Usually, the length of the Tanto is approximately 12 inches. Tantos are described as follows; a Tanto of approx. ten inches is called Josun Tanto (定寸短刀), longer than ten inches is called Sun-nobiTanto (寸延び短刀), and less than ten inches is called Sun-zumari Tanto (寸詰短刀).
Sun-nobi Tanto (寸延び) > Jyosun Tanto (定寸) > sun-zumari Tanto (寸詰り) (longer than 10 inches) (approx. 10 inches) (less than 10 inches
Shintogo Kunimitsu (新藤五国光) Sano Museum Catalogue, permission granted to use
The style above is called Kanmuri-otoshi (冠落し); the Mune side (opposite side of cutting edge) is shaved off. The length is approximately 10 inches. Woodgrain pattern surface, Nie on Ji (refer to 3 |Names of Parts). Very finely forged. Hamon is medium Suguha (straight). Boshi is Ko-maru (small round). Because of the Kanmuri-otoshi style, it may not be easy to see the Takenoko-zori; the Mune side bends inward very slightly. Among the Tanto producers, Shintogo Kunimitsu is considered as the top Tanto maker.
Above photo is also by Shintogo Kunimitsu (新藤五国光) with Saya.Saya is the scabbard. The handle of the scabbard (white part) is made with sharkskin. Both photos are from Sano Museum Catalog. Permission granted.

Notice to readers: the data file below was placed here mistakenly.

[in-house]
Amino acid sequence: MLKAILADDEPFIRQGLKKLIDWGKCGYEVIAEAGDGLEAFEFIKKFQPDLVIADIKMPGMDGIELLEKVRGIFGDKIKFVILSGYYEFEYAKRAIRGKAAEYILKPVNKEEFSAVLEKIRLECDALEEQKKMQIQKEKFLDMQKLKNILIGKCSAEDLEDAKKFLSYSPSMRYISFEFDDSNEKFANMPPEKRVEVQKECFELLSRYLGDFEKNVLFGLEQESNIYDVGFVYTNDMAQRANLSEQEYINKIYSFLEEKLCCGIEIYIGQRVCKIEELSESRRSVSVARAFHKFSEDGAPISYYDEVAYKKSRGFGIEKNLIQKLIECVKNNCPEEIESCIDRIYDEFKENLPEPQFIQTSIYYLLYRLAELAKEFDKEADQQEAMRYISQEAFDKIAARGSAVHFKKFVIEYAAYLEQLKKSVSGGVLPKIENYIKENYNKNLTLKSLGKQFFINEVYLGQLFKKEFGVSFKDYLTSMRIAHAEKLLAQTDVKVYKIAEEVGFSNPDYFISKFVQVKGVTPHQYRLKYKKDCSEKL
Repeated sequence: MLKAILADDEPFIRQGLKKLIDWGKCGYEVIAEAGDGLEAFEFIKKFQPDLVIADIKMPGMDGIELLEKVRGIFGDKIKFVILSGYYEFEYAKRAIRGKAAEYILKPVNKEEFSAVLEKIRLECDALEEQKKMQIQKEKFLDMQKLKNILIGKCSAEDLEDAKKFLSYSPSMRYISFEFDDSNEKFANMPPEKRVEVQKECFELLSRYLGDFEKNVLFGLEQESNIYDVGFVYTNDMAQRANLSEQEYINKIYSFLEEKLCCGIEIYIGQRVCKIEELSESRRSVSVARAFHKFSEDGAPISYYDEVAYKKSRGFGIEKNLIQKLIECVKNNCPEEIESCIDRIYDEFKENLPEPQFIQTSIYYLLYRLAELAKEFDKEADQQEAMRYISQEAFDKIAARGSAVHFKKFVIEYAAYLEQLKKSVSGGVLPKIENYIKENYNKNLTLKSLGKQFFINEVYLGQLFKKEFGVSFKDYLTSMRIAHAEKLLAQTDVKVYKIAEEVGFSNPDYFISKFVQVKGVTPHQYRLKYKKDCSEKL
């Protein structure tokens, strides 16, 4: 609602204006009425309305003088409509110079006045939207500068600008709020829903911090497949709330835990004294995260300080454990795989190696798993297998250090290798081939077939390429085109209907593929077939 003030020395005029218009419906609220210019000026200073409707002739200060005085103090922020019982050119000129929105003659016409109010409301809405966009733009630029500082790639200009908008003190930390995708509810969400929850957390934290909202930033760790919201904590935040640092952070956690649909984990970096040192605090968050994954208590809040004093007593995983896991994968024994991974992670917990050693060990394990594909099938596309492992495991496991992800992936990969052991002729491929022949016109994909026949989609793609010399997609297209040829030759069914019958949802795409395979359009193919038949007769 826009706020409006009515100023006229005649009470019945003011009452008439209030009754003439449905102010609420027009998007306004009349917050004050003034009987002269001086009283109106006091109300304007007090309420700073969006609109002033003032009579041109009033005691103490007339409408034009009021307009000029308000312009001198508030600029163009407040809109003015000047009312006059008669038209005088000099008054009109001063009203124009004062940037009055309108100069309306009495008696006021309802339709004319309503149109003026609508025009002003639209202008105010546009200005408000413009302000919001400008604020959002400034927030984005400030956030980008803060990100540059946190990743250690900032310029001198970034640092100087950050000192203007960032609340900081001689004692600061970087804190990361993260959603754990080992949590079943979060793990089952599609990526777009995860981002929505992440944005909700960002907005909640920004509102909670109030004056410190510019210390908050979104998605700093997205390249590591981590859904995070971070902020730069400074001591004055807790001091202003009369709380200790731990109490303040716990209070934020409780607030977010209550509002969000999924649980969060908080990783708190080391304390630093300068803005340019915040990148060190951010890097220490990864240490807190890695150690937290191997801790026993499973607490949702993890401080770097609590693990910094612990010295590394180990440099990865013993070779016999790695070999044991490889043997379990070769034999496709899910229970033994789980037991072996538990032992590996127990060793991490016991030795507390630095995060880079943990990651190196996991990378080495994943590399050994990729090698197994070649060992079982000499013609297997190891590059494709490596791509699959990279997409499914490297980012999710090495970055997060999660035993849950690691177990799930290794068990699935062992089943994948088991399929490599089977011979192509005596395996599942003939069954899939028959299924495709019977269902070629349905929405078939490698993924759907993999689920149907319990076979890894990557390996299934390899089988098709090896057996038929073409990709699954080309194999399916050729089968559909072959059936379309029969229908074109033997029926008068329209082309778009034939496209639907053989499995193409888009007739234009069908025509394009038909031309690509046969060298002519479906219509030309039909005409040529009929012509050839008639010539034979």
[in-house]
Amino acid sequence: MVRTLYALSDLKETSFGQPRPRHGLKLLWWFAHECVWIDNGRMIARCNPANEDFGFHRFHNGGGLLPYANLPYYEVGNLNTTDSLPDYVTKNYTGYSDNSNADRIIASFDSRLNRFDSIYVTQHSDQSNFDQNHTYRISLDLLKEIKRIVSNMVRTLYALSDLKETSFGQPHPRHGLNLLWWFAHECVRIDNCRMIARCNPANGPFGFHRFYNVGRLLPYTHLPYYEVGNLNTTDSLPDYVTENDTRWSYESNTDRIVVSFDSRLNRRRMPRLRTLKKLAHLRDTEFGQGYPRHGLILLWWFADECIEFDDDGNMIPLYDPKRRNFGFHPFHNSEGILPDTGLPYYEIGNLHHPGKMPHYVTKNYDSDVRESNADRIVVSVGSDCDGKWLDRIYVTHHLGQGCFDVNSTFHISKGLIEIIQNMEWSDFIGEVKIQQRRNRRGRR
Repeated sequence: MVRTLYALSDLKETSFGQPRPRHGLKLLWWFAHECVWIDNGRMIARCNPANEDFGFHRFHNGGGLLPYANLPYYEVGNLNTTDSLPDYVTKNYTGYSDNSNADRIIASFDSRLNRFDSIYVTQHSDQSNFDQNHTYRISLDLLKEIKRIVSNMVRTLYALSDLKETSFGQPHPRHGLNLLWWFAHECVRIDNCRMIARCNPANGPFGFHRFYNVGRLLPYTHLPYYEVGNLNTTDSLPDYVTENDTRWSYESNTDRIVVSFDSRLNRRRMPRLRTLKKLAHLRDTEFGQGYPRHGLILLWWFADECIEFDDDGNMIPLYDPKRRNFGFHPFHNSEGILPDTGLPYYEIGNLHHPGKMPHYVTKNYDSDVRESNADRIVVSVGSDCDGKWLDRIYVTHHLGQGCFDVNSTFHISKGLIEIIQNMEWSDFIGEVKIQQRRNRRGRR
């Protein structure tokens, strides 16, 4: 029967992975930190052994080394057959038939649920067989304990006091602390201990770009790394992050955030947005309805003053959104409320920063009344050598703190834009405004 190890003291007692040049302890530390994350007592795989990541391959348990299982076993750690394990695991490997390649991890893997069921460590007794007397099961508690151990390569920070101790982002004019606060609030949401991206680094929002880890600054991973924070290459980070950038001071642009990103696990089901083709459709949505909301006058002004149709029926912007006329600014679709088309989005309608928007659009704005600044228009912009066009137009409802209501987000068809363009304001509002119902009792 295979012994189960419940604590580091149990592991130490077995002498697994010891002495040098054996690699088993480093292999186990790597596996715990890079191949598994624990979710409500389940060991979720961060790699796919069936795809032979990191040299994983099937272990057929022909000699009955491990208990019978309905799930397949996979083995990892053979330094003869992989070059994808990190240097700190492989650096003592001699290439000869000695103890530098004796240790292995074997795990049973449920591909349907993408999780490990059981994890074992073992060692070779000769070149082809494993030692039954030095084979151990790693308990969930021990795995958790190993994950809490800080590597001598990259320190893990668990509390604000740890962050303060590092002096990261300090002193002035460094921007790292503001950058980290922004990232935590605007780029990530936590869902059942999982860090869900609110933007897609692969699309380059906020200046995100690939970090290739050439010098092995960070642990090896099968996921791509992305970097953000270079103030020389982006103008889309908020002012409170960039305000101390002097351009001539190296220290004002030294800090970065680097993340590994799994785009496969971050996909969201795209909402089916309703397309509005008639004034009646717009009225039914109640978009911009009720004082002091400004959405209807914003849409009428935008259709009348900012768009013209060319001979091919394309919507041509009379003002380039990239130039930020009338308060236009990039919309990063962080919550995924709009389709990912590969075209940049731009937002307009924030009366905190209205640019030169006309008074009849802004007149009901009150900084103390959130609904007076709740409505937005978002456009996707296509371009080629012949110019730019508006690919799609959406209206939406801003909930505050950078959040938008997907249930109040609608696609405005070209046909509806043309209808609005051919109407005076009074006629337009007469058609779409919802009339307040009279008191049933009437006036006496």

The red circle indicates the time we discuss in this section
The later part of the Edo period is called Bakumatsu. See the circled area of the timeline above. Swords made during this time are called Shin Shin-to. They are also called Fukko-to (復古刀: revived sword). Fukko-to copied the shape, Hamon, Boshi, and other features of the Ko-to and Shin-to swords. The characteristics of Shin Shin-to (新々刀) and well-known swordsmiths are those below.
The Characteristics of Shin Shin-to
Katana, Wakizashi, and Tanto all tend to be similar to or copy of the Ko-to and Shin-to in shape.
Many swords often have Hi or detailed engravings.
One swordsmith would make more than one style swords like Soshu Den, Bizen Den, and Shin-to style together.
Often shows Katai-ha.
Weak (not tight) Nioi.
Yakidashi (2 to 3 inches above Machi) is often Suguha (straight line Hamon), even though the rest is irregular Boshi is often irregular Midare.
Detailed engravings, but more realistic than the previous times.